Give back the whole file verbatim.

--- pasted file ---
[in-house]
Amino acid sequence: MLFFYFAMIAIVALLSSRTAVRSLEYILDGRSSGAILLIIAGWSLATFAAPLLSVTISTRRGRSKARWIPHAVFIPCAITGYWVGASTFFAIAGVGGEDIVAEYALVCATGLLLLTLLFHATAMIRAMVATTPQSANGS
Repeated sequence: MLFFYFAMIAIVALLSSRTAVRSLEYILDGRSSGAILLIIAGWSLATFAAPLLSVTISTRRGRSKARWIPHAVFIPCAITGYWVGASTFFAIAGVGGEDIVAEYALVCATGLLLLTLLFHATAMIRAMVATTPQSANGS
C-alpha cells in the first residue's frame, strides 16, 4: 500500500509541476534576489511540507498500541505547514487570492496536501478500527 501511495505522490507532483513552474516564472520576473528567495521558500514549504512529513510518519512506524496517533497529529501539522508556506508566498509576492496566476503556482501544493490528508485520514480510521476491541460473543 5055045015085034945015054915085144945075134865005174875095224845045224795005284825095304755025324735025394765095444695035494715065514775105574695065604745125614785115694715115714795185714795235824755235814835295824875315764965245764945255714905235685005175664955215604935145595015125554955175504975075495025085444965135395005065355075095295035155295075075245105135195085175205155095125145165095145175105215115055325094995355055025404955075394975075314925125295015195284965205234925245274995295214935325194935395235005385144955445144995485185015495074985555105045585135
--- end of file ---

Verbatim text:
[in-house]
Amino acid sequence: MLFFYFAMIAIVALLSSRTAVRSLEYILDGRSSGAILLIIAGWSLATFAAPLLSVTISTRRGRSKARWIPHAVFIPCAITGYWVGASTFFAIAGVGGEDIVAEYALVCATGLLLLTLLFHATAMIRAMVATTPQSANGS
Repeated sequence: MLFFYFAMIAIVALLSSRTAVRSLEYILDGRSSGAILLIIAGWSLATFAAPLLSVTISTRRGRSKARWIPHAVFIPCAITGYWVGASTFFAIAGVGGEDIVAEYALVCATGLLLLTLLFHATAMIRAMVATTPQSANGS
C-alpha cells in the first residue's frame, strides 16, 4: 500500500509541476534576489511540507498500541505547514487570492496536501478500527 501511495505522490507532483513552474516564472520576473528567495521558500514549504512529513510518519512506524496517533497529529501539522508556506508566498509576492496566476503556482501544493490528508485520514480510521476491541460473543 5055045015085034945015054915085144945075134865005174875095224845045224795005284825095304755025324735025394765095444695035494715065514775105574695065604745125614785115694715115714795185714795235824755235814835295824875315764965245764945255714905235685005175664955215604935145595015125554955175504975075495025085444965135395005065355075095295035155295075075245105135195085175205155095125145165095145175105215115055325094995355055025404955075394975075314925125295015195284965205234925245274995295214935325194935395235005385144955445144995485185015495074985555105045585135